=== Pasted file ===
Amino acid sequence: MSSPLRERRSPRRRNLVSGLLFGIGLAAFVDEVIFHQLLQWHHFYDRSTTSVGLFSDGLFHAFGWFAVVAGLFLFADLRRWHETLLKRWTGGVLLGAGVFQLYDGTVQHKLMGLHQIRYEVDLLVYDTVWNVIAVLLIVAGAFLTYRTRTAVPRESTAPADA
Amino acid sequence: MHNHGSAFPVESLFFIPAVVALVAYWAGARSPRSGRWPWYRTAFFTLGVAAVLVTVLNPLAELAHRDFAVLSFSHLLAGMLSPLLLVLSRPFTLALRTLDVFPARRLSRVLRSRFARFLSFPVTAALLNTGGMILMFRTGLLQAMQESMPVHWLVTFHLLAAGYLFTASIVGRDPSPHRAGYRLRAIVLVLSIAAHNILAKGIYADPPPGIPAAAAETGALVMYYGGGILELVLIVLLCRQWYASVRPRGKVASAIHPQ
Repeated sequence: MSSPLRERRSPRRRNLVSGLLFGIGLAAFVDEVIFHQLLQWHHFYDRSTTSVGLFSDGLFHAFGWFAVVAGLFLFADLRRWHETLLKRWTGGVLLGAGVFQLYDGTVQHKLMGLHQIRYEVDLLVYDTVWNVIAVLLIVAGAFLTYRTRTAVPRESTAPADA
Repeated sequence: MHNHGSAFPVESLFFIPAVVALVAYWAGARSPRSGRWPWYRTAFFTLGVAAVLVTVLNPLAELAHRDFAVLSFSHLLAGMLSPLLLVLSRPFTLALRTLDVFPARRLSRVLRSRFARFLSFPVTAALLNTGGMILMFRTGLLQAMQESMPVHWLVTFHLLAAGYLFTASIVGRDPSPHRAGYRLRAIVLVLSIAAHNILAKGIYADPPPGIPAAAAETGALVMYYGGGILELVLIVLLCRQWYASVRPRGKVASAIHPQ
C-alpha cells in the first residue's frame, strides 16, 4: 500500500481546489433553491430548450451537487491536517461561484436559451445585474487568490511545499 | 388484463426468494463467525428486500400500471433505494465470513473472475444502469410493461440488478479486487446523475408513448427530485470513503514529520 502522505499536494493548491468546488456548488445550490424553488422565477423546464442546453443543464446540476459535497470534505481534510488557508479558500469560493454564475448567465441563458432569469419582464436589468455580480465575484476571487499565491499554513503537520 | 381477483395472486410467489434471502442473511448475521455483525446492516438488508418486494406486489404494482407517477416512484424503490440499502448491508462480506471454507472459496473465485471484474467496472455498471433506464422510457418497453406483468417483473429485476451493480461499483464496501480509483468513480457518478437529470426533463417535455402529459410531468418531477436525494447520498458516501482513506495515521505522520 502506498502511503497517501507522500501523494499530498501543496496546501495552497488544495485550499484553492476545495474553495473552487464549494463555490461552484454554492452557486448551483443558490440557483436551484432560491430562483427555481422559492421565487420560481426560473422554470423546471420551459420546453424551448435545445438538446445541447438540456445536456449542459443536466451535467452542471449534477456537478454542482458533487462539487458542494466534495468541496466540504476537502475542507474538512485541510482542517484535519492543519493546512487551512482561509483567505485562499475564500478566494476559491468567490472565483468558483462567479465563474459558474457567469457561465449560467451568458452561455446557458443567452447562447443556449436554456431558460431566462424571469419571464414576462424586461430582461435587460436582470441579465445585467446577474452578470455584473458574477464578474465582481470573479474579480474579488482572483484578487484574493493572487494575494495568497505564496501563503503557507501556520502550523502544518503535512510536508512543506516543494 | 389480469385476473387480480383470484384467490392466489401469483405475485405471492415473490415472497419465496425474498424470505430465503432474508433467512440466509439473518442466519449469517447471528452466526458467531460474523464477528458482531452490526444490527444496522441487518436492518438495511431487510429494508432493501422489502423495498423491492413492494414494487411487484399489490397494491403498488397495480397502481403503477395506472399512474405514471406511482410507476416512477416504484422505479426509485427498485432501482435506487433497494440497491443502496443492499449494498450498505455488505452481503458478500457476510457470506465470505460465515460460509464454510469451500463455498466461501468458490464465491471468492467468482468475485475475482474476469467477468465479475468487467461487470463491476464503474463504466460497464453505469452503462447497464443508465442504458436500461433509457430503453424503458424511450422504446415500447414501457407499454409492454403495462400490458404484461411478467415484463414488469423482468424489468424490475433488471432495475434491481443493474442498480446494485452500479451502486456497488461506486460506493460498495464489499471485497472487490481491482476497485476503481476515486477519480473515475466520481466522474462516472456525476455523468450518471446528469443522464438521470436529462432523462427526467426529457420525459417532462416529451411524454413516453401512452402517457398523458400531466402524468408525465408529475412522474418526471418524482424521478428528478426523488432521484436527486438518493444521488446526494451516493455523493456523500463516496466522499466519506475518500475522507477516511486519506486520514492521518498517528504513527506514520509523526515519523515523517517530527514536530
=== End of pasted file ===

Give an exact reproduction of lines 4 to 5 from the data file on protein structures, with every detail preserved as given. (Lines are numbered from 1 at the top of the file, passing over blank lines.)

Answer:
Repeated sequence: MHNHGSAFPVESLFFIPAVVALVAYWAGARSPRSGRWPWYRTAFFTLGVAAVLVTVLNPLAELAHRDFAVLSFSHLLAGMLSPLLLVLSRPFTLALRTLDVFPARRLSRVLRSRFARFLSFPVTAALLNTGGMILMFRTGLLQAMQESMPVHWLVTFHLLAAGYLFTASIVGRDPSPHRAGYRLRAIVLVLSIAAHNILAKGIYADPPPGIPAAAAETGALVMYYGGGILELVLIVLLCRQWYASVRPRGKVASAIHPQ
C-alpha cells in the first residue's frame, strides 16, 4: 500500500481546489433553491430548450451537487491536517461561484436559451445585474487568490511545499 | 388484463426468494463467525428486500400500471433505494465470513473472475444502469410493461440488478479486487446523475408513448427530485470513503514529520 502522505499536494493548491468546488456548488445550490424553488422565477423546464442546453443543464446540476459535497470534505481534510488557508479558500469560493454564475448567465441563458432569469419582464436589468455580480465575484476571487499565491499554513503537520 | 381477483395472486410467489434471502442473511448475521455483525446492516438488508418486494406486489404494482407517477416512484424503490440499502448491508462480506471454507472459496473465485471484474467496472455498471433506464422510457418497453406483468417483473429485476451493480461499483464496501480509483468513480457518478437529470426533463417535455402529459410531468418531477436525494447520498458516501482513506495515521505522520 502506498502511503497517501507522500501523494499530498501543496496546501495552497488544495485550499484553492476545495474553495473552487464549494463555490461552484454554492452557486448551483443558490440557483436551484432560491430562483427555481422559492421565487420560481426560473422554470423546471420551459420546453424551448435545445438538446445541447438540456445536456449542459443536466451535467452542471449534477456537478454542482458533487462539487458542494466534495468541496466540504476537502475542507474538512485541510482542517484535519492543519493546512487551512482561509483567505485562499475564500478566494476559491468567490472565483468558483462567479465563474459558474457567469457561465449560467451568458452561455446557458443567452447562447443556449436554456431558460431566462424571469419571464414576462424586461430582461435587460436582470441579465445585467446577474452578470455584473458574477464578474465582481470573479474579480474579488482572483484578487484574493493572487494575494495568497505564496501563503503557507501556520502550523502544518503535512510536508512543506516543494 | 389480469385476473387480480383470484384467490392466489401469483405475485405471492415473490415472497419465496425474498424470505430465503432474508433467512440466509439473518442466519449469517447471528452466526458467531460474523464477528458482531452490526444490527444496522441487518436492518438495511431487510429494508432493501422489502423495498423491492413492494414494487411487484399489490397494491403498488397495480397502481403503477395506472399512474405514471406511482410507476416512477416504484422505479426509485427498485432501482435506487433497494440497491443502496443492499449494498450498505455488505452481503458478500457476510457470506465470505460465515460460509464454510469451500463455498466461501468458490464465491471468492467468482468475485475475482474476469467477468465479475468487467461487470463491476464503474463504466460497464453505469452503462447497464443508465442504458436500461433509457430503453424503458424511450422504446415500447414501457407499454409492454403495462400490458404484461411478467415484463414488469423482468424489468424490475433488471432495475434491481443493474442498480446494485452500479451502486456497488461506486460506493460498495464489499471485497472487490481491482476497485476503481476515486477519480473515475466520481466522474462516472456525476455523468450518471446528469443522464438521470436529462432523462427526467426529457420525459417532462416529451411524454413516453401512452402517457398523458400531466402524468408525465408529475412522474418526471418524482424521478428528478426523488432521484436527486438518493444521488446526494451516493455523493456523500463516496466522499466519506475518500475522507477516511486519506486520514492521518498517528504513527506514520509523526515519523515523517517530527514536530